Colors of the rainbow

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Posted Wed, Nov 7, 2012


DENVER, Auraria Campus — Arch is the happy face that greets you upon entering the Gay Lesbian and Transgender Office on the Auraria campus. His personality is welcoming, instantly putting you at ease. The first time I spoke with him he had been eager to talk about the Feminist Alliance and how much it meant to him personally. But today was all about Arch and his own journey.

As we stepped outside it was a warm and balmy fall afternoon. The sun was shinning and he was casually taking drags off an American Spirit cigarette. Students were buzzing all around us as we began to talk about a topic that is not easily broached.

Arch, an openly queer male, is an activist for gay rights, making it his personal mission to ensure that people have access to whatever information they seek. He hopes that with information comes expanded thinking and ignorance can be lessened.

“I remember I was hanging out with my cousin and his friends, we were shooting pool and watching basketball. One of them said to me, Hey man do you like basketball? I said no not really,” Arch reflects. “The only way you’ll get me to watch basketball is if you put them back in those little shorts.”

Arch’s honesty is refreshing and it seems as though there was no topic he wouldn’t allow me to inquire about. Originally born and raised in Pueblo, Colo., he is no stranger to small towns. However, Arch has remained true to himself and what he believes in.
“I am gender queer and also queer in orientation.” Queer is in line with pan sexuality, he explained, a term that is fluid and is based upon the idea that you don’t judge the other person on their gender presentation, you love them for the person that they are. Sexuality comes in many different forms, and has developed into many different definitions in our modern day society; Arch embraces all expressions of sexuality, even if society may view it as deviant.

Clearly evident is his profound pride in the culture he comes from. Arch’s father is a Mestizo man. He was raised around a strong Mexican culture that shaped many of his values today. In fact, it has been his father’s support of his sexuality during his journey that has made all the difference.

“My dad told me as adult, that he knew I was queer in some way, he knew when I was about 9, and he didn’t want a gay child. Yet when I finally told him at the age of 20, he had one of the most beautiful responses; will you still watch the Broncos with me? I still love you Hijo, you’re my blood, and my heart is in your heart.”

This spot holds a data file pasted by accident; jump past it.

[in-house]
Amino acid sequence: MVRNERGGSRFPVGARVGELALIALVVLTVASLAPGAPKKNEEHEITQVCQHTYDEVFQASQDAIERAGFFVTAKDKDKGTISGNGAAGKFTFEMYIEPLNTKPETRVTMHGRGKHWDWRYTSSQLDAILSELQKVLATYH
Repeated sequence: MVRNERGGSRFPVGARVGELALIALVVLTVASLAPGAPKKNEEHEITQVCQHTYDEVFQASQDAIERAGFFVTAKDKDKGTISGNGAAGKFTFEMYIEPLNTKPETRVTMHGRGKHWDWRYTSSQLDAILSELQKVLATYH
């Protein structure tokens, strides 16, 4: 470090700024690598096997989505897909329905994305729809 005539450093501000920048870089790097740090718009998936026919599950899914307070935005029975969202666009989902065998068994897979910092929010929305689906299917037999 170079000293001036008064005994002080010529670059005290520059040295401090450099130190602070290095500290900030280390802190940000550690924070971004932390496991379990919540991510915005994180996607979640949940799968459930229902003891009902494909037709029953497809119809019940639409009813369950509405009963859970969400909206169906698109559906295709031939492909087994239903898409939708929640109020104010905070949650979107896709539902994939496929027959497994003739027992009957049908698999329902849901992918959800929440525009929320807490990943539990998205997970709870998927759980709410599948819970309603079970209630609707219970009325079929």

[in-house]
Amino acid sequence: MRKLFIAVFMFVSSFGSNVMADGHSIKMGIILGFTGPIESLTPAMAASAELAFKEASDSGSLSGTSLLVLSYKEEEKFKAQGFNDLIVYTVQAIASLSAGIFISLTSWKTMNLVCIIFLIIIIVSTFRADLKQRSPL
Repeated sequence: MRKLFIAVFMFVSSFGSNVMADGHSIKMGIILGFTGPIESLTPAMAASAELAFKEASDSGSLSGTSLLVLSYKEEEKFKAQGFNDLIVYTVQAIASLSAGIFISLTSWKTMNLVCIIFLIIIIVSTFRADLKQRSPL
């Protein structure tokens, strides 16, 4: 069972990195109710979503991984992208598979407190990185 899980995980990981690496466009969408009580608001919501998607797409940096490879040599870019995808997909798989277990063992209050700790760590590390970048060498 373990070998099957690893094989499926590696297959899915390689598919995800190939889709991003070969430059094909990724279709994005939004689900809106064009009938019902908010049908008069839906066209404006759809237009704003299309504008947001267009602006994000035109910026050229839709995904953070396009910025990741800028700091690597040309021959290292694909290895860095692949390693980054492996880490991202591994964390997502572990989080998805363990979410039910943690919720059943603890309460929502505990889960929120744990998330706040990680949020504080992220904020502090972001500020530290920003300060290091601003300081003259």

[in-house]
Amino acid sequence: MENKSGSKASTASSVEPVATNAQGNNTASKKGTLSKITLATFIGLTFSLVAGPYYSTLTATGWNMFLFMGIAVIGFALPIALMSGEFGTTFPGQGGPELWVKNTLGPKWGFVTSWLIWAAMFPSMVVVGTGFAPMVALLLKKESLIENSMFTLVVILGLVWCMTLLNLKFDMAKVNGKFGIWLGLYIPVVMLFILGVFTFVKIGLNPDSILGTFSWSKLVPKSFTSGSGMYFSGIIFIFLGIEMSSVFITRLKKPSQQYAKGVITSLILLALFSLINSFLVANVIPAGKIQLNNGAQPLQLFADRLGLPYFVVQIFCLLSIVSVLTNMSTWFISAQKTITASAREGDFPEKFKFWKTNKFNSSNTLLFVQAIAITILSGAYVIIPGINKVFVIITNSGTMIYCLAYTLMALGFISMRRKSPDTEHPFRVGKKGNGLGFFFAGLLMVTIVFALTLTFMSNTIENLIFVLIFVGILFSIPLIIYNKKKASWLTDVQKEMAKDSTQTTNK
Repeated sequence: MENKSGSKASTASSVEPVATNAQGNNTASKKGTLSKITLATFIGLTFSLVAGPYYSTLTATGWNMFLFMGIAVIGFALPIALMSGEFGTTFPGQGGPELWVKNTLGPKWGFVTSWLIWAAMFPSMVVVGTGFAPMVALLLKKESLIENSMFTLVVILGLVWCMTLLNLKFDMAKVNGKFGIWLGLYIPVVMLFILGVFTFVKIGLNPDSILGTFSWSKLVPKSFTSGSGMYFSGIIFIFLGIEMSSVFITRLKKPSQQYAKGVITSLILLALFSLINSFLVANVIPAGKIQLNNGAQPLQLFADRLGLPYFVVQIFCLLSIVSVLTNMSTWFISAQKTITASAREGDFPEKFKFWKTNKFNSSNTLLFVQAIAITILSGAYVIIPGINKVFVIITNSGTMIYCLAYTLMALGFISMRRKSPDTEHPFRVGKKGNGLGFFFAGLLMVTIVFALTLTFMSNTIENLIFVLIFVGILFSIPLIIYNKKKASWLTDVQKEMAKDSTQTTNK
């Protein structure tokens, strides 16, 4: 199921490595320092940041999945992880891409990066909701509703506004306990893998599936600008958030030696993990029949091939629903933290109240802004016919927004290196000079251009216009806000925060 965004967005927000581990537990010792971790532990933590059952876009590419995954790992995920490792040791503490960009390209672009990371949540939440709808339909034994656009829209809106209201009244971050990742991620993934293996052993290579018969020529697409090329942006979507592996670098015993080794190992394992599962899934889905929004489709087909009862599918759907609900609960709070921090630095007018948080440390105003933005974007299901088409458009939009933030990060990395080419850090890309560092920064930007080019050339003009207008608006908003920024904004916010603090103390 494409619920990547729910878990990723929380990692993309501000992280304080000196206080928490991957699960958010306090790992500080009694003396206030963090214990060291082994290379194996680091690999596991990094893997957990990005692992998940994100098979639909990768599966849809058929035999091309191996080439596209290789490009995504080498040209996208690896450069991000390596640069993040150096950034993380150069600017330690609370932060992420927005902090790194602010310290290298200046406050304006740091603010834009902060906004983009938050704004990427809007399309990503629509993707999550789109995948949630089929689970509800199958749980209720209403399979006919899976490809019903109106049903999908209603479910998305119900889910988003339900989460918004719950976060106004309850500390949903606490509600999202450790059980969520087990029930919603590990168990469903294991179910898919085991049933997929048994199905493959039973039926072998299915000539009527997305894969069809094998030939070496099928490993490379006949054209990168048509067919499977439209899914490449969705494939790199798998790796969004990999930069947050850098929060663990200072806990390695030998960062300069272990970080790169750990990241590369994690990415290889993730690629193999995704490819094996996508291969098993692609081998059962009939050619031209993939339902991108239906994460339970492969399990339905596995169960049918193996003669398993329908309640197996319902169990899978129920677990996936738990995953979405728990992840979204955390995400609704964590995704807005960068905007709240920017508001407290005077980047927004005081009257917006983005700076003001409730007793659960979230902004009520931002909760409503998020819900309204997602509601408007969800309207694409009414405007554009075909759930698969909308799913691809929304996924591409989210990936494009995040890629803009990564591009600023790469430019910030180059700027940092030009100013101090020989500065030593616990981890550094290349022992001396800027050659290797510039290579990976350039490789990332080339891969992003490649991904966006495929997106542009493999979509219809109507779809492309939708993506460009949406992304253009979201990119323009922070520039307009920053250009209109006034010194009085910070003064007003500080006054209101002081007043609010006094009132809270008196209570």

Arch’s journey hasn’t always been an easy one. At a young age he was the victim of sexual assault. “A big part of my personal journey and my own narrative is (that) I was a survival of sexual assault when I was 7 and 14, both by males that were older then me.” Perhaps this is what has fueled his drive to become the activist that he is today. He blazes the way for others, living his life as an example of compassion, strength, and acceptance. A familiar face around the Auraria Campus, he can often be found in the LGBT office or at events for the Feminist Alliance.

Sexual intolerance is an issue that can be seen in any community. But are deviant forms of sexual orientation truly gaining wider acceptance? Kara Homes, Vice President of the Feminist Alliance said, “Acceptance is growing.”

However, it’s clear that the battle for acceptance wages on. “Its kind of the old stand point of, I don’t care if people are gay but don’t hit on me,” said Feminist Alliance Treasurer Megan Fowler. “So as long as it’s not public, radical, or viral I think people will tolerate it, but I don’t think that’s the same as acceptance.”

Arch recognizes that understanding is growing globally, however, there are moments when carving out his own unique journey in life can be challenging; he does his best to remain true to the values he holds in esteem. “Everybody at some point says yea if I could be a white, straight, rich man…. Sure…why would I not do that? But it’s not who I am,” said Arch with a smile.

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About Simone DeAlba

Former CU Buff (Political Science), here at Metro State to finish a second degree in Broadcast news. Marathon runner, political junkie, and cheap sunglasses connoiseur.

View all posts by Simone DeAlba

3 Responses to “Colors of the rainbow”

  1. Stephen Young Says:

    Your story was very illustrative and detailed. Arch’s exchange when he told his father he was gay was one of the more touching things I’ve read this semester. Your letting that quote stand alone drove home the merits of the quote itself. Great story.

    Reply

  2. Spencer Hunt Says:

    That was really informative, I didnt know there were so many different terms within the LGBT community. Also, that was a great profile on Arch

    Reply

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